Gynecomastia: men's breast

Gynecomastia: men's breast

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Breast growth in boys

A particularly stressful situation can arise in boys and men if their breasts form due to an imbalance between the female sex hormone estrogen and the male testosterone. This imbalance is in most cases of a physiological nature and occurs increasingly in infants, during puberty or in advanced age. But there can also be pathological causes such as chronic diseases or tumors Gynecomastia condition.

Gynecomastia forms

Gynecomastia can occur on one side, but also on both sides as a family disposition and does not always regress completely. Sometimes the breast formation can be very large, like in a woman, but sometimes it is only partially recognizable. Gynecomastia is particularly common in obese boys between the ages of 13 and 14. Likewise, breast growth can occur in advanced age, as the body's percentage of adipose tissue increases and the production of testosterone decreases.

Gynecomastia symptoms and discomfort

Puberty gynecomastia can be very stressful for those affected, especially during puberty, when boys move away from their parents' house and seek the proximity and acceptance of their peers. On the one hand, it can of course lead to bullying and loss of respect in the circle of friends, and “being different” from peers is a difficult situation for many. This can lead to mental health problems, from self-isolation to depression or anxiety.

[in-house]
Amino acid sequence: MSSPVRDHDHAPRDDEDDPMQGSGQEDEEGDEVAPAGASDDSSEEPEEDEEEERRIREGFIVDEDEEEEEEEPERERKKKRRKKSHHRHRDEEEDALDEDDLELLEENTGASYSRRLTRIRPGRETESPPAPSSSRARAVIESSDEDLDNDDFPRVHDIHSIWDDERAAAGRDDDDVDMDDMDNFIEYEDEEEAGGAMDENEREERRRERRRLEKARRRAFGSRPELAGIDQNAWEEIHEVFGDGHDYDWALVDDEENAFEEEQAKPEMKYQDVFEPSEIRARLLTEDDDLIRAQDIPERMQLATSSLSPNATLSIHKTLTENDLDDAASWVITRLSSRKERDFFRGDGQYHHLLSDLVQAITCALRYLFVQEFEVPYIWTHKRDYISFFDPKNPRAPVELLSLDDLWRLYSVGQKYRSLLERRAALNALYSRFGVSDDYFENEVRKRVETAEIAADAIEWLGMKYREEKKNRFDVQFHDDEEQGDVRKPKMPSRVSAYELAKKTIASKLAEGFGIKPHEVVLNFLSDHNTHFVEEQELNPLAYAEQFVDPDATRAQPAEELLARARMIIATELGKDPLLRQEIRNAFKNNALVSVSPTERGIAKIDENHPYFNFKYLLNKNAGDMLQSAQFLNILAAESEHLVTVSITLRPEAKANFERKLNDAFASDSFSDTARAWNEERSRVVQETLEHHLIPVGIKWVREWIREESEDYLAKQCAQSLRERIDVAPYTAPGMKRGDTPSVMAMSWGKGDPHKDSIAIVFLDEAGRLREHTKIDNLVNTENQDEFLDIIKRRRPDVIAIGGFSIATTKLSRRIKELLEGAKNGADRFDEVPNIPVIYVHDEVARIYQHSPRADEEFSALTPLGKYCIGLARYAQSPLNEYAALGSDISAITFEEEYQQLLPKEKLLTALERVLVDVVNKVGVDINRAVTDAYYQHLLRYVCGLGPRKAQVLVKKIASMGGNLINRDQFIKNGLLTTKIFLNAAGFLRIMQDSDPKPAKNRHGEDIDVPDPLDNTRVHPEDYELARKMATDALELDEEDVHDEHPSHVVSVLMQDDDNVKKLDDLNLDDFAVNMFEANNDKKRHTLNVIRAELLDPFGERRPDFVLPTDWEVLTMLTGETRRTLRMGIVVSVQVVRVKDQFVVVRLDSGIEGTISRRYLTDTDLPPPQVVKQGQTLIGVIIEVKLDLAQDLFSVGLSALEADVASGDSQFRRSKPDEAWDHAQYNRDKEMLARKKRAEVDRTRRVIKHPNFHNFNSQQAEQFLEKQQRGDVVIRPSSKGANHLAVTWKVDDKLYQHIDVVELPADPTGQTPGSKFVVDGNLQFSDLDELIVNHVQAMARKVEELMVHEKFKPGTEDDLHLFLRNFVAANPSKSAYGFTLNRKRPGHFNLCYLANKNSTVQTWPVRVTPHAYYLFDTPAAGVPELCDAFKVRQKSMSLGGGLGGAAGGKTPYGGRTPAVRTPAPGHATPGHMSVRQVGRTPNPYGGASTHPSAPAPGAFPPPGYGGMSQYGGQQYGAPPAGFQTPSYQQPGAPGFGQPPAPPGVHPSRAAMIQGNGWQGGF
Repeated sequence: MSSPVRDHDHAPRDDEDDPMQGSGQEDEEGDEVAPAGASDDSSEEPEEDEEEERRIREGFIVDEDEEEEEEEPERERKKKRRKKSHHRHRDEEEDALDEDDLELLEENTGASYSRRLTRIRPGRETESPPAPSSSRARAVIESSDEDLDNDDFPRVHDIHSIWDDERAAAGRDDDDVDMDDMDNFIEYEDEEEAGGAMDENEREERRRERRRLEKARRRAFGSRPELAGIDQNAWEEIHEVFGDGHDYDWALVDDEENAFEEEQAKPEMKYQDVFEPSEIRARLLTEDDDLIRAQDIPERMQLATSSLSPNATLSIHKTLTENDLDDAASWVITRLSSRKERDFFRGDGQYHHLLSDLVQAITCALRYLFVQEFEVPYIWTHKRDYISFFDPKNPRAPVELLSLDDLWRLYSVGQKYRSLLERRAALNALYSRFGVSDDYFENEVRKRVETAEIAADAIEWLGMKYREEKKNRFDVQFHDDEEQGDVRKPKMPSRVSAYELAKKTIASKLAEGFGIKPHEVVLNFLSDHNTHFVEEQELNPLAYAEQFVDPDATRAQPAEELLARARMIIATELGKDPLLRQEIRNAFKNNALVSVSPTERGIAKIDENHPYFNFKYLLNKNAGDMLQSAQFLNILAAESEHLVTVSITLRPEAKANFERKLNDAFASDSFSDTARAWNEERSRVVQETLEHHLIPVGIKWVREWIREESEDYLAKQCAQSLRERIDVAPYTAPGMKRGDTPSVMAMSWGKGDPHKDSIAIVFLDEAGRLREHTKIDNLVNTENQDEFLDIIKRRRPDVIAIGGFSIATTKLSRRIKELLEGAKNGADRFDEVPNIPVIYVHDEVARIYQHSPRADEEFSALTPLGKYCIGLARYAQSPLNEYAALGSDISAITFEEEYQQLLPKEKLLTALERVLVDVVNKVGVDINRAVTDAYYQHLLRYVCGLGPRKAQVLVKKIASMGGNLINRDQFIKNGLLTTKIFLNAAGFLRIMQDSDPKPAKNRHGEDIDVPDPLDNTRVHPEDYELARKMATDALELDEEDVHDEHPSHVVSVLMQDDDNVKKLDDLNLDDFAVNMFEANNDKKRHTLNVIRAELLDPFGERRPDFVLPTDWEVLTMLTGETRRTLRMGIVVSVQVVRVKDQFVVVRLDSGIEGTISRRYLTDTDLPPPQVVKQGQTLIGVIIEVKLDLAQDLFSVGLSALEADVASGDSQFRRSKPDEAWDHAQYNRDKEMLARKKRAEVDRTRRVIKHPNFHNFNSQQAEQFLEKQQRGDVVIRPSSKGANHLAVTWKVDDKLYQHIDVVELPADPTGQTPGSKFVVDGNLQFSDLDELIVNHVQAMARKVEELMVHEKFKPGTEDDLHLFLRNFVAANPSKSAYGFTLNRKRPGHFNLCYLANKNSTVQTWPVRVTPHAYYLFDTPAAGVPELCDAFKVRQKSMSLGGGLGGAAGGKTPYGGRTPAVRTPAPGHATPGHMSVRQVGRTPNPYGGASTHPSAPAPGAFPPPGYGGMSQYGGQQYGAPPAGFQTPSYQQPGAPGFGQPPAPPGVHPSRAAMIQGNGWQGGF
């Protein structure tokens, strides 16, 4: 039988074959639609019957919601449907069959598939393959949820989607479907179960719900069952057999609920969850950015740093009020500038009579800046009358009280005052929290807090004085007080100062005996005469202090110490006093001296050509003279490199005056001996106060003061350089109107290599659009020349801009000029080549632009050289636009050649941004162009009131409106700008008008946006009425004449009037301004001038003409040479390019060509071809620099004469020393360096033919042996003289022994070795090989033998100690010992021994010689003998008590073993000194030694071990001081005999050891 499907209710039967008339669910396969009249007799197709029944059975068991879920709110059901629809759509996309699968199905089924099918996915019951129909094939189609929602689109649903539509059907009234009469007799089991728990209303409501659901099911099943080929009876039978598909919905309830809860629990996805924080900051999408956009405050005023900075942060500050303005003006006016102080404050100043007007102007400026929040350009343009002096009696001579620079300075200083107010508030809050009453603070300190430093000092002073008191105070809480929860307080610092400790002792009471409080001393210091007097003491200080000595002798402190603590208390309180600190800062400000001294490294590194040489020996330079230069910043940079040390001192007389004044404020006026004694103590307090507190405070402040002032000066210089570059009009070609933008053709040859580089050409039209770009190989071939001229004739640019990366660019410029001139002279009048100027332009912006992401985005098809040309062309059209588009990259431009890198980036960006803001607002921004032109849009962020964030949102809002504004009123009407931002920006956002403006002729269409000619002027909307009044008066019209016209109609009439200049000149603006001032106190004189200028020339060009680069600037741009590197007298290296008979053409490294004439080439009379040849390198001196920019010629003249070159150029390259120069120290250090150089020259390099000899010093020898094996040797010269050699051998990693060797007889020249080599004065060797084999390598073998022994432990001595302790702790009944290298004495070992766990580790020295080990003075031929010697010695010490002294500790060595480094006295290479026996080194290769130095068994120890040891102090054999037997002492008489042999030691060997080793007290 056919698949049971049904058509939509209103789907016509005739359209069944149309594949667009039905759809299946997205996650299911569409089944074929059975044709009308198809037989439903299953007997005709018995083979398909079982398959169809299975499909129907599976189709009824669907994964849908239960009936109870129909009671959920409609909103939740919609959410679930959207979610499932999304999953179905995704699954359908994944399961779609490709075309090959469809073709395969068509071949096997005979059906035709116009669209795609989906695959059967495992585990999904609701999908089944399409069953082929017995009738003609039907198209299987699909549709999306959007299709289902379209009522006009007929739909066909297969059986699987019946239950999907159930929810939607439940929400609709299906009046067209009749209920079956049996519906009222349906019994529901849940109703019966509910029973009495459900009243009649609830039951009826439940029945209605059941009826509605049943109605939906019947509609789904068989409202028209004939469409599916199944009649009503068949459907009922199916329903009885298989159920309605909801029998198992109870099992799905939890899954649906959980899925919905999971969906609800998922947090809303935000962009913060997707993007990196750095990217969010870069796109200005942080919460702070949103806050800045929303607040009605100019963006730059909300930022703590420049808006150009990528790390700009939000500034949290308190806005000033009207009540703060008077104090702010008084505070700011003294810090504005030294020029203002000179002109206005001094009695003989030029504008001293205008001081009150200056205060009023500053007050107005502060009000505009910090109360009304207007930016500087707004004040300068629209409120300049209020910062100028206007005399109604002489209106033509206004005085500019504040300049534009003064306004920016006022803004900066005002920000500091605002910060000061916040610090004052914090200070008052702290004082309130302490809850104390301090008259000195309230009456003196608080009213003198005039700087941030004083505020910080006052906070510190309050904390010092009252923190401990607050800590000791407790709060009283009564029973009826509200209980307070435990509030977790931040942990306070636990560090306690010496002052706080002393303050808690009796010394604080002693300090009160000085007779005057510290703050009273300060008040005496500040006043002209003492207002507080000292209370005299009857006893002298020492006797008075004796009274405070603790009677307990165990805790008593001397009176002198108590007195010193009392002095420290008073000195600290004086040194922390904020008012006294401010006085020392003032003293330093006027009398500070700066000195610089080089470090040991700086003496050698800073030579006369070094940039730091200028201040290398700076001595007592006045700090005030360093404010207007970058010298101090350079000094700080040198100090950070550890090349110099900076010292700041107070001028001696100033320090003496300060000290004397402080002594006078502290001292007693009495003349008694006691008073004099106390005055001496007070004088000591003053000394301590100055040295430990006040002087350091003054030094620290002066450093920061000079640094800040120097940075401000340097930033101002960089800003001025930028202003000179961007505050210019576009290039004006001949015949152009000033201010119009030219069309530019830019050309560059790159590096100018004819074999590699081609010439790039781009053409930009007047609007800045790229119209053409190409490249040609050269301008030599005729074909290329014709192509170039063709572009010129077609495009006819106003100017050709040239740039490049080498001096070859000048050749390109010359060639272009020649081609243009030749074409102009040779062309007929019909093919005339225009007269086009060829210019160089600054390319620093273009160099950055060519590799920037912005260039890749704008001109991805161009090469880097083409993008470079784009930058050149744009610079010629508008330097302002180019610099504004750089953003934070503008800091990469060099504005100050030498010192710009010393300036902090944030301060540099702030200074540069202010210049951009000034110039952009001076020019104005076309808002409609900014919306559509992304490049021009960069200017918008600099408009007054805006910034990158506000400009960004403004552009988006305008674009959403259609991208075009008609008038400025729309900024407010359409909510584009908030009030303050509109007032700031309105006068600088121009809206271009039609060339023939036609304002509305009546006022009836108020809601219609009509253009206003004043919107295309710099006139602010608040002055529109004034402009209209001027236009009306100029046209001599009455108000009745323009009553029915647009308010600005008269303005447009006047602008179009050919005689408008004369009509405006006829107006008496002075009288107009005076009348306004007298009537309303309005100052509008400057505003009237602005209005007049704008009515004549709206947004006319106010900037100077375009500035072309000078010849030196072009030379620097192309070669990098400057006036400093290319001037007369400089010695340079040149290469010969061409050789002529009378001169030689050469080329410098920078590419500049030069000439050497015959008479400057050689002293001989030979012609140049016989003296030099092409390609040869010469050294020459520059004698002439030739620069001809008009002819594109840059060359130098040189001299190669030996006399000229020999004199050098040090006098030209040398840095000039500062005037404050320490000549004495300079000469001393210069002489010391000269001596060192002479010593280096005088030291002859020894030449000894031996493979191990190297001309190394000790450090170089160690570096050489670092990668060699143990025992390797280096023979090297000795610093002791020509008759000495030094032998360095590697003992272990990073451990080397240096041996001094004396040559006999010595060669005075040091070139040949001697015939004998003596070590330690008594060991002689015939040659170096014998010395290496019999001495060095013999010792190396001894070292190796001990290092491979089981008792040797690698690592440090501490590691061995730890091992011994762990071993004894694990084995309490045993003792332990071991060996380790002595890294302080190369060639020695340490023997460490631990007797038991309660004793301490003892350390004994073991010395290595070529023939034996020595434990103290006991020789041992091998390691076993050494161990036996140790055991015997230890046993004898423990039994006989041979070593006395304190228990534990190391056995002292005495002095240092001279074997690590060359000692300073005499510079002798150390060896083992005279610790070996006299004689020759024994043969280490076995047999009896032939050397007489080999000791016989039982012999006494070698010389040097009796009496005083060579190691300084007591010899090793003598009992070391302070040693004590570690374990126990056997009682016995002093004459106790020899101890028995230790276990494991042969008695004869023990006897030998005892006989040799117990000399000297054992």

Physically, there may be tension in the chest area, chest pain and sometimes also secretion discharge from the chest. There may also be other signs of feminization (feminization) and weak puberty. Here, further medical examinations are carried out to rule out a so-called Klinefelter syndrome, a hypofunction of the gonads during puberty.

Gynecomastia causes

The following aspects can be responsible for the occurrence of gynecomastia:

  • Overweight: Obese men are increasingly prone to breast growth.
  • Hormone imbalance: Affected people either produce too little testosterone or too much estrogen.
  • Medication: Certain medicines such as antidepressants, spironolactone and ACE inhibitors can promote male breast growth.
  • Pre-existing illness: Some diseases such as chronic kidney or liver failure and breast cancer can be the cause of gynecomastia.
  • nutrition: Large amounts of meat and beer can also trigger male breasts due to the high estrogen content.
  • drug consumption: Prolonged use of drugs such as marijuana, heroin, methadone, amphetamines or doping agents such as anabolic steroids can lead to hormone disorders. Likewise, prolonged alcohol abuse.
  • Care products: Some cosmetics contain artificial female hormones that are absorbed through the skin. Vegetable oils (such as tea tree or lavender) are also associated with breast growth due to their weak estrogenic activity.

Pathological causes of gynecomastia

Here are the reasons why a pathological process is responsible for breast growth:

  • Hypogonadism: Disorders that interfere with normal testosterone production, such as Klinefelter syndrome or pituitary insufficiency (hypofunction of the pituitary gland).
  • cancer: Some tumors such as those on the testicles, adrenal glands or the pituitary gland (pituitary gland) can produce hormones that change the gender-specific hormone balance.